before the next event is, the probability to change edge at next event is

(5)

2.4. Behavior Evolution

Define, the vector of behavior variable changes from time t_{1} to t_{2}. For any time, we propose the following co-evolution model for behavior variables

(6)

where is a matrix of functions of, is the matrix of covariates,

is the vector of coefficients for general trend for BMI, are all independent

from each other or any other random variable, and follows a multi-dimensional normal distribution with mean zero and variance matrix. Note that represents individuals’ friendship network vari- ables. This is saying that the change of individuals’ behavior is a function of friends’ behavior change. The parameter measures how strong this relationship is. In the next subsection we give an example choice of and explain this function more intuitively.

Note that when, the variance of is zero and therefore there is no change at all; when increases, the variance of increases, as one would expect. Equation (6) can also be written as

(7)

Since behavior variables are accumulated over time, we would expect that when modeling behaviors, the distribution of change from time to is consistent with a two-step process: first from to, then from to. In our model, this condition is naturally satisfied because

where and are independent and both follow multi-dimensional normal distributions with mean zero and variances and respectively, which indicates that follows a normal dis- tribution with mean zero and variance. This is exactly what we expect. Note that in ABSM [7] [8] , this condition is usually not satisfied for continuous behavior variables.

2.5. An Example Choice of W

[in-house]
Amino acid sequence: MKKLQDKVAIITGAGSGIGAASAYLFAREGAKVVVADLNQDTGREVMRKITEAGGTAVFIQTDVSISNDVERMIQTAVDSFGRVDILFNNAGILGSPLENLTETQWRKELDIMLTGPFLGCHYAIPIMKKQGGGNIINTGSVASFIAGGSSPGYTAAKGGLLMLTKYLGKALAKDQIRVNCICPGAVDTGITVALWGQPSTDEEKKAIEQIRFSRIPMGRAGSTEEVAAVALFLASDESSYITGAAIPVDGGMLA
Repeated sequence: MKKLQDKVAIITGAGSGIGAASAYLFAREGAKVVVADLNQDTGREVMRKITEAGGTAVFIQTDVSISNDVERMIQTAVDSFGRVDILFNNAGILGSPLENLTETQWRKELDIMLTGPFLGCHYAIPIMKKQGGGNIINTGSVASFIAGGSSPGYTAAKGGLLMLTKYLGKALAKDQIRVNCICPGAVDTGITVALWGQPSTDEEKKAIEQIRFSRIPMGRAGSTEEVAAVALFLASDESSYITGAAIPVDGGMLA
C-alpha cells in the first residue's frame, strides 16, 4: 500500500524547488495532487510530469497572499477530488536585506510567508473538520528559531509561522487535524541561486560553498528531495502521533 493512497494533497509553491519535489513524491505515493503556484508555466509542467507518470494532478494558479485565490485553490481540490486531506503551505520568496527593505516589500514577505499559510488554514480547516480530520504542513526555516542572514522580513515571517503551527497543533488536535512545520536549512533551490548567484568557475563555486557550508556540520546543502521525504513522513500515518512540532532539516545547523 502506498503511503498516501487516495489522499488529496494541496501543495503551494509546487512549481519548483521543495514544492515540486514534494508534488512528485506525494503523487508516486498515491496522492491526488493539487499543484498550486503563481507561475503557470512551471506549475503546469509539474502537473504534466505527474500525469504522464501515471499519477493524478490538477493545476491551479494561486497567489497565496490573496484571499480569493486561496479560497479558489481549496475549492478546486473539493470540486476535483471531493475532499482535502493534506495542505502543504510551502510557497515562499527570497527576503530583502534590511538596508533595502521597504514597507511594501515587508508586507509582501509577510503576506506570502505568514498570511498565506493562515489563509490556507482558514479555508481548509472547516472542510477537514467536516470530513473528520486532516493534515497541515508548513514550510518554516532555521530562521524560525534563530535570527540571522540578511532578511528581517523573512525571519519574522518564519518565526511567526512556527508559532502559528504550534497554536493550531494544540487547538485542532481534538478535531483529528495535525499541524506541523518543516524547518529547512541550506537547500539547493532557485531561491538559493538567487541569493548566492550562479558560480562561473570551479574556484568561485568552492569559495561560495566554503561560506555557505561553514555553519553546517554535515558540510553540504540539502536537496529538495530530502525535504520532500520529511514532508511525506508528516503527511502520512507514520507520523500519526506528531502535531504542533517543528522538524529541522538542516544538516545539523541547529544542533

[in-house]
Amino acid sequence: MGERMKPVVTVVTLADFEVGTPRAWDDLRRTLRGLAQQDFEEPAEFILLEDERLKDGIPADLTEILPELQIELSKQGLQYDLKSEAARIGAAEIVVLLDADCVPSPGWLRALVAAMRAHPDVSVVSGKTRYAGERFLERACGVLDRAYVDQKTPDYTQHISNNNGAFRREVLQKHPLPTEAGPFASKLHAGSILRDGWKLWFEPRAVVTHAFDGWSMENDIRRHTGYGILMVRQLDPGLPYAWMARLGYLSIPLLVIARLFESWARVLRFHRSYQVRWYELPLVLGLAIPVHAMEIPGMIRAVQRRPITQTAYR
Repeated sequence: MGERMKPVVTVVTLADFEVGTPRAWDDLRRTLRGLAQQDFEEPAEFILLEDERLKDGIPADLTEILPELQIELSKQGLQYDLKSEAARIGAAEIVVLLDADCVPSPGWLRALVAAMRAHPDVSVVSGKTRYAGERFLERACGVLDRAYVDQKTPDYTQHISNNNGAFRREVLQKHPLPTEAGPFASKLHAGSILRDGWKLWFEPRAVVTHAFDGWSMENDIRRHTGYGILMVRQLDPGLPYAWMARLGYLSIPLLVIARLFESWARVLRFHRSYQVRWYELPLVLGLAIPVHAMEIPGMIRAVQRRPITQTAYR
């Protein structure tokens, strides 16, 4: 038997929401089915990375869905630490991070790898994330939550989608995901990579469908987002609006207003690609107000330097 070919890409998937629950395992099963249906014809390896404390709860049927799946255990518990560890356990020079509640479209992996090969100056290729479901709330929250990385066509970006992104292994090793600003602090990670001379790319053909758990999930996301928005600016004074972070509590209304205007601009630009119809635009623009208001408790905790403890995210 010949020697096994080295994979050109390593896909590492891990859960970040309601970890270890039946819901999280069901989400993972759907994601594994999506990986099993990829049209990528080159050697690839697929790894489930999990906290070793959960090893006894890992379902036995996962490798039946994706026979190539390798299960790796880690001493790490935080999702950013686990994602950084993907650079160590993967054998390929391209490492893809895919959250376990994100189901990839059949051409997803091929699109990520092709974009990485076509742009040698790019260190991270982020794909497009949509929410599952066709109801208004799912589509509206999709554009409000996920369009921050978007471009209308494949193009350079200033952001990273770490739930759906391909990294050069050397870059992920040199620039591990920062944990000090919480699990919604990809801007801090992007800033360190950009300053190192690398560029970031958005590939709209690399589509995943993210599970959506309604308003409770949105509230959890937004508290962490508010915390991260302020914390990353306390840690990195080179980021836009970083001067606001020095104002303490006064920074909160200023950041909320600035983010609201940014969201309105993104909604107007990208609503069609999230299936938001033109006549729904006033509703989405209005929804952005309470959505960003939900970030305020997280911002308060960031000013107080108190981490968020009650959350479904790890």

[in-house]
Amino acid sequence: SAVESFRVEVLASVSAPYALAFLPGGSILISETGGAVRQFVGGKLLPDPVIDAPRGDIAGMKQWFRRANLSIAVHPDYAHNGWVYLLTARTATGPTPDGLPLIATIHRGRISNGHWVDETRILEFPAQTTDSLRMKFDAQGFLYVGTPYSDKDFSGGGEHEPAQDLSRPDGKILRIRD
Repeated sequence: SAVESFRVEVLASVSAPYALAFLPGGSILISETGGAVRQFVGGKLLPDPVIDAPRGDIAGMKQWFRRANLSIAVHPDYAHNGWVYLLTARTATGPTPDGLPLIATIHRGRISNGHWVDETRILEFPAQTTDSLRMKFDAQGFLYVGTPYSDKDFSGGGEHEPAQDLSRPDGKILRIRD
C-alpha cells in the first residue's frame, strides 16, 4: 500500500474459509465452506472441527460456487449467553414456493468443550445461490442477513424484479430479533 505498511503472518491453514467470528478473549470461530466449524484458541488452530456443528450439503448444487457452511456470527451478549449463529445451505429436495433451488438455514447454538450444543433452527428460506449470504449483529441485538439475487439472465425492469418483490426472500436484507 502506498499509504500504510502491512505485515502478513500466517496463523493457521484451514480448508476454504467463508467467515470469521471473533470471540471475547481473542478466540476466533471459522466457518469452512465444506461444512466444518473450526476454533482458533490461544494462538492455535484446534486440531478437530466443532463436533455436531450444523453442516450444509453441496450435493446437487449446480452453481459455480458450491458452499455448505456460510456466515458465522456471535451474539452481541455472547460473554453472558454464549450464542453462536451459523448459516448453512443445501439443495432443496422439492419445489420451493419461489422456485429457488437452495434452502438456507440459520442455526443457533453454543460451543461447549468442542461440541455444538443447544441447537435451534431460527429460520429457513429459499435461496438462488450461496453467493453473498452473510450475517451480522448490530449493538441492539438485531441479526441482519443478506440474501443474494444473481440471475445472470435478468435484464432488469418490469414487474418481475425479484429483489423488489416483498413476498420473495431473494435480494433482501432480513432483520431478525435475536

As an example, assume that the th individual’s BMI change during time, where, is a linear function of the average change of BMI of his/her friends. That is,

where is independent of any other random variable and follows a normal distribution with mean zero and variance. When written in matrix format:

where. That is,. We can then assume that the corrected be-

havior variables follow a multi-dimensional normal distribution with mean 0 and variance matrix. A network effect exists if.

2.6. Complete Data Log-Likelihood Function

Exponential random graph models (ERGMs) are commonly employed to test whether the presence of network ties (edges) differs from what would be expected in a random graph, given some set of network statistics [15] . In the ERGM, the parameters are with dimension, where is the number of covariates and q is the number of network statistics in the ERGM. The complete data log-likelihood function is

(8)

where

2.7. EM Algorithm to Find MLE of Parameters

Parameter can be estimated directly:. The EM algorithm to estimate the other parameters can be described as follows: 1) Start from initial values; 2) E-step: calculate

; 3) M-step: maximize over the parameter space to update; 4) With the new value of, repeat the E- and M-steps. Since the E-step cannot be calculated directly, we use Markov Chain Monte Carlo to simulate hidden variables times. We evaluate the complete data log-likelihood

function using simulated samples and obtain. Then For the M-step, the

MLE of parameters can be written as functions of the MLE of parameters. Then becomes a smoothed function of, which can be maximized using computational methods. Specifically,

2.8. Normal Distribution to Simulate Behavior Variable Z^{u}

In the general multi-dimensional situation, assume that, , and are in- dependent. Then. The distribution of conditional on is normal

with mean and variance. In our situation, for, we have

and

Here is unknown since, are not available at time. To solve this problem, we simply ignore the variations in and use to replace all the other s to generate an approximate distribution. Then we use Metropolis-Hastings algorithm to find the acceptance ratio and adjust samples to the right distribution. Let all s equal to, can be simplified as

, which is. Therefore, we propose to sample

according to the normal distribution with mean and variance.

2.9. Sample Hidden Variables Conditional on Observed Data

Remember that the observed data are and the hidden variables are, , ,. With known, the network variables can also be written as, ,